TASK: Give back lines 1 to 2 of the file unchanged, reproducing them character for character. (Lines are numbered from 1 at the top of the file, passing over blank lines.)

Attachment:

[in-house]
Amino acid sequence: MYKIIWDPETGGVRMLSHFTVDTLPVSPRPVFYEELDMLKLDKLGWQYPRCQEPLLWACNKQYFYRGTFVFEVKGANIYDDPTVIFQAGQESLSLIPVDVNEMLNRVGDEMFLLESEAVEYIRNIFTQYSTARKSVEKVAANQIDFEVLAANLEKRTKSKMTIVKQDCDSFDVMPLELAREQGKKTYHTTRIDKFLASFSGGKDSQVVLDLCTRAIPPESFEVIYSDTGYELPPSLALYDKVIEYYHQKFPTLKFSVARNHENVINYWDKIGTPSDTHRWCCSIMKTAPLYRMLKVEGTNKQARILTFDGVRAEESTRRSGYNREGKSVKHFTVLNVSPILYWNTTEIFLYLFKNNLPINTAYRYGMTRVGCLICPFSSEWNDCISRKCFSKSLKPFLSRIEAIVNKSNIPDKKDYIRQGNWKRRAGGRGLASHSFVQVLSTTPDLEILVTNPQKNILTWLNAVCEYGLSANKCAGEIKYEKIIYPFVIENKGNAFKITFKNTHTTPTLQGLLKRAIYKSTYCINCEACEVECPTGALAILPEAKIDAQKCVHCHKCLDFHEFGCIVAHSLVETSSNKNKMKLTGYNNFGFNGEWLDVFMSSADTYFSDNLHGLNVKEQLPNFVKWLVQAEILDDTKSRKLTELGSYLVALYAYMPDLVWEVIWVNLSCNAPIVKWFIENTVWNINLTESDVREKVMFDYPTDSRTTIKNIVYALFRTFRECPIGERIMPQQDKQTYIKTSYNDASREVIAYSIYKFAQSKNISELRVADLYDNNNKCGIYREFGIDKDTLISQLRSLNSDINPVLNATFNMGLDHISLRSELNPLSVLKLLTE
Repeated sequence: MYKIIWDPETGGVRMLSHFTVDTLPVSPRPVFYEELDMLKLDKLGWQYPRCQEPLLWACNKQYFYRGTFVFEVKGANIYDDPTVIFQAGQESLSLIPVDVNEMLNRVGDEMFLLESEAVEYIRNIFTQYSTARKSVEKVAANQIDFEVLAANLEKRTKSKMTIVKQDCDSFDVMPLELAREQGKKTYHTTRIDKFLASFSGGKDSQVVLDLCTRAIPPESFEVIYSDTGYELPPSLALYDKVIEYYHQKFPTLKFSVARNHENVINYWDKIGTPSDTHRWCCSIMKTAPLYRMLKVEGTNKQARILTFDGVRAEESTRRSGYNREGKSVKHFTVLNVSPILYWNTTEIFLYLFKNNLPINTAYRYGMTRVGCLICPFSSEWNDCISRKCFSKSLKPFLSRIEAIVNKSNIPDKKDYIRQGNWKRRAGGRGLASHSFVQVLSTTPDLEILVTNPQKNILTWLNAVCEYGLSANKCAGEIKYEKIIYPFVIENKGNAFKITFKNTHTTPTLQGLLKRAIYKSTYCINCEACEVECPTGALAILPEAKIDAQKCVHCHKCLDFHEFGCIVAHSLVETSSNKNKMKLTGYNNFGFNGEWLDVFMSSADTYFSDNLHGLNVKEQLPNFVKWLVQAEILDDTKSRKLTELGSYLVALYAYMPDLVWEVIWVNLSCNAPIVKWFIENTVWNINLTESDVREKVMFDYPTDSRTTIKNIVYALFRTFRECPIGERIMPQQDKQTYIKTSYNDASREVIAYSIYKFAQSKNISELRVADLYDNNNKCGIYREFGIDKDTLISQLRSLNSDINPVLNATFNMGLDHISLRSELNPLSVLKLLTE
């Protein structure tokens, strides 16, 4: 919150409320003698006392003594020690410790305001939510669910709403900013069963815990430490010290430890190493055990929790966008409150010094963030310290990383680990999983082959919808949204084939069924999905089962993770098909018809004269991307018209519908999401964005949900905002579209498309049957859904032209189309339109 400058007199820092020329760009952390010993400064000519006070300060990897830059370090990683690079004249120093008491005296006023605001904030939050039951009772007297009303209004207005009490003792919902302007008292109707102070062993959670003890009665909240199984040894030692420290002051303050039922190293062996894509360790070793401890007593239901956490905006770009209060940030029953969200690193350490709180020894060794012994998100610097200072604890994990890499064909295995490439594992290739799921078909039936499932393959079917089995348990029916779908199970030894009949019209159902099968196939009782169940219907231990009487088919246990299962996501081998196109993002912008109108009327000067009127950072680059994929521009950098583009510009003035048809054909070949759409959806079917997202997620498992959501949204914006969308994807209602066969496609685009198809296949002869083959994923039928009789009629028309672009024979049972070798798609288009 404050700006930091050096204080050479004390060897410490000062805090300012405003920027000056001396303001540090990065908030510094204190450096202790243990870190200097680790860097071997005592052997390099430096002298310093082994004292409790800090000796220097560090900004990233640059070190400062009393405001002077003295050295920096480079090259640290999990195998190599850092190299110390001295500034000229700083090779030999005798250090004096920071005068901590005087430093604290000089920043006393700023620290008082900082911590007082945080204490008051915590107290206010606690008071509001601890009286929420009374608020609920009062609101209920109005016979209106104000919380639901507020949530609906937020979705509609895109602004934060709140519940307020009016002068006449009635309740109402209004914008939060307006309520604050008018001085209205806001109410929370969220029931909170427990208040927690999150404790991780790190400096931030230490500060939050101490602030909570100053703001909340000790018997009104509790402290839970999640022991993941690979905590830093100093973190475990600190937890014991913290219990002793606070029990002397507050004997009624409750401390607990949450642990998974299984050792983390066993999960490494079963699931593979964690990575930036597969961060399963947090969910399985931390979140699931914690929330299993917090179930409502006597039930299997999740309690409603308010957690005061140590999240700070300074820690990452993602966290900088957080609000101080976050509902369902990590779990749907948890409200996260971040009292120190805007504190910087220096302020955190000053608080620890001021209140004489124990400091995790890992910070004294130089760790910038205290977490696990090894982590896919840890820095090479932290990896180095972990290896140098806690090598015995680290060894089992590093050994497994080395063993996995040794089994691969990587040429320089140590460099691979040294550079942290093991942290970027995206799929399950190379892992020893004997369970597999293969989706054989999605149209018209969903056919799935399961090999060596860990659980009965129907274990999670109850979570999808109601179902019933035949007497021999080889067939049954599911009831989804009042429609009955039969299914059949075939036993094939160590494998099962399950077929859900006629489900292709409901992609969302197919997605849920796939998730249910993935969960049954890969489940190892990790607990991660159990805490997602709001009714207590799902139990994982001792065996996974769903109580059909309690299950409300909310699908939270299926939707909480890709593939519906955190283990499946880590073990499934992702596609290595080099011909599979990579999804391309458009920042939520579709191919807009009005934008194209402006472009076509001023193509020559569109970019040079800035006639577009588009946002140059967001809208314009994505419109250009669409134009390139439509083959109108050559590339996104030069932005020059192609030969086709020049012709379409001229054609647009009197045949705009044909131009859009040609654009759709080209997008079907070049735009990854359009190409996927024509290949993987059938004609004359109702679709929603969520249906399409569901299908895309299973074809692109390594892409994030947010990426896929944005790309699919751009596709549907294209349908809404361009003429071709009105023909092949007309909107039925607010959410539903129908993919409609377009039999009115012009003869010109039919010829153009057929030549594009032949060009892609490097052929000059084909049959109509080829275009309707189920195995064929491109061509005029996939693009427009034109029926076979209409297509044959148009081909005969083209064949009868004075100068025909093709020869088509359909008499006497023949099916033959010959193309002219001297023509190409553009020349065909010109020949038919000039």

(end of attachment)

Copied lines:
[in-house]
Amino acid sequence: MYKIIWDPETGGVRMLSHFTVDTLPVSPRPVFYEELDMLKLDKLGWQYPRCQEPLLWACNKQYFYRGTFVFEVKGANIYDDPTVIFQAGQESLSLIPVDVNEMLNRVGDEMFLLESEAVEYIRNIFTQYSTARKSVEKVAANQIDFEVLAANLEKRTKSKMTIVKQDCDSFDVMPLELAREQGKKTYHTTRIDKFLASFSGGKDSQVVLDLCTRAIPPESFEVIYSDTGYELPPSLALYDKVIEYYHQKFPTLKFSVARNHENVINYWDKIGTPSDTHRWCCSIMKTAPLYRMLKVEGTNKQARILTFDGVRAEESTRRSGYNREGKSVKHFTVLNVSPILYWNTTEIFLYLFKNNLPINTAYRYGMTRVGCLICPFSSEWNDCISRKCFSKSLKPFLSRIEAIVNKSNIPDKKDYIRQGNWKRRAGGRGLASHSFVQVLSTTPDLEILVTNPQKNILTWLNAVCEYGLSANKCAGEIKYEKIIYPFVIENKGNAFKITFKNTHTTPTLQGLLKRAIYKSTYCINCEACEVECPTGALAILPEAKIDAQKCVHCHKCLDFHEFGCIVAHSLVETSSNKNKMKLTGYNNFGFNGEWLDVFMSSADTYFSDNLHGLNVKEQLPNFVKWLVQAEILDDTKSRKLTELGSYLVALYAYMPDLVWEVIWVNLSCNAPIVKWFIENTVWNINLTESDVREKVMFDYPTDSRTTIKNIVYALFRTFRECPIGERIMPQQDKQTYIKTSYNDASREVIAYSIYKFAQSKNISELRVADLYDNNNKCGIYREFGIDKDTLISQLRSLNSDINPVLNATFNMGLDHISLRSELNPLSVLKLLTE